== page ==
The diversification of life involved enormous increases in size and complexity. The evolutionary transitions from prokaryotes to unicellular eukaryotes to metazoans were accompanied by major innovations in metabolic design. Here we show that the scalings of metabolic rate, population growth rate, and production efficiency with body size have changed across the evolutionary transitions. Metabolic rate scales with body mass superlinearly in prokaryotes, linearly in protists, and sublinearly in metazoans, so Kleiber's 3/4 power scaling law does not apply universally across organisms. The scaling of maximum population growth rate shifts from positive in prokaryotes to negative in protists and metazoans, and the efficiency of production declines across these groups. Major changes in metabolic processes during the early evolution of life overcame existing constraints, exploited new opportunities, and imposed new constraints.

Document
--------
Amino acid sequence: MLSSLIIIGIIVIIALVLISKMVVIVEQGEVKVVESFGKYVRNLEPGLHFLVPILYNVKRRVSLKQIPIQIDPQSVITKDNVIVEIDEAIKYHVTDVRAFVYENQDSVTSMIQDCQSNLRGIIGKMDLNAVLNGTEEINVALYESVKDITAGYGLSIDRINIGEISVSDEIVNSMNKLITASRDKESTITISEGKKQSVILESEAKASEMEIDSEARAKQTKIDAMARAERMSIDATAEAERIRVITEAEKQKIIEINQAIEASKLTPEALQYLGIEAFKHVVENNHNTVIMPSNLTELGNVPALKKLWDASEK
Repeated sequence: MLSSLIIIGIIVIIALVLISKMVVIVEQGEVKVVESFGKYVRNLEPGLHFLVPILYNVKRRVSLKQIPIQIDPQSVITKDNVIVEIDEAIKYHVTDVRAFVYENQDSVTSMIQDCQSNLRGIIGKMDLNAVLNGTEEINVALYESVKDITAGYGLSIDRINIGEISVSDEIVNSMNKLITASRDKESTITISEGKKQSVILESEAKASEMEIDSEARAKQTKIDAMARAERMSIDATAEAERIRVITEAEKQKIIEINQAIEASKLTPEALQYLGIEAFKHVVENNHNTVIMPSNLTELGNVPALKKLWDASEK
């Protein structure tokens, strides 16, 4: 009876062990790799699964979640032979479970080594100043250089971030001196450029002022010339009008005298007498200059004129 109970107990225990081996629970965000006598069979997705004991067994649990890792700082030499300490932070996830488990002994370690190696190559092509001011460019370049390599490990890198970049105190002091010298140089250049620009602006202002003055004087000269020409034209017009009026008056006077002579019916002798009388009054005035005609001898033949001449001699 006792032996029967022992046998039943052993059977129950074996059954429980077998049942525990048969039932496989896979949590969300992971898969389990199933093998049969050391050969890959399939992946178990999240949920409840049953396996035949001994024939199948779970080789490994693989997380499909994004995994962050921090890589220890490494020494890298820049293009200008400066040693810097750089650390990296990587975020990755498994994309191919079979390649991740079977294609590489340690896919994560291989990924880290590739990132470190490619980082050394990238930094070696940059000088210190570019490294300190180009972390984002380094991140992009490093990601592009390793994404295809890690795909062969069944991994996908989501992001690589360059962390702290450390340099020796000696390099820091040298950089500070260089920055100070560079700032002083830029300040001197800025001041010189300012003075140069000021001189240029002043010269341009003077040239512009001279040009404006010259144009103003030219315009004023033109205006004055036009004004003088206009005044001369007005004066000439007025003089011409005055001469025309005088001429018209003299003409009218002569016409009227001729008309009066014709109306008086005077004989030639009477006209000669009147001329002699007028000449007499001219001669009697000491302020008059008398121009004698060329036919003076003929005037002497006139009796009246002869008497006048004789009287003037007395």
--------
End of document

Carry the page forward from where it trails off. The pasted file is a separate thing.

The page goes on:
|Original language||English (US)|
|Number of pages||5|
|Journal||Proceedings of the National Academy of Sciences of the United States of America|
|State||Published - Jul 20 2010|
- Energetic constraints
- Production efficiency
ASJC Scopus subject areas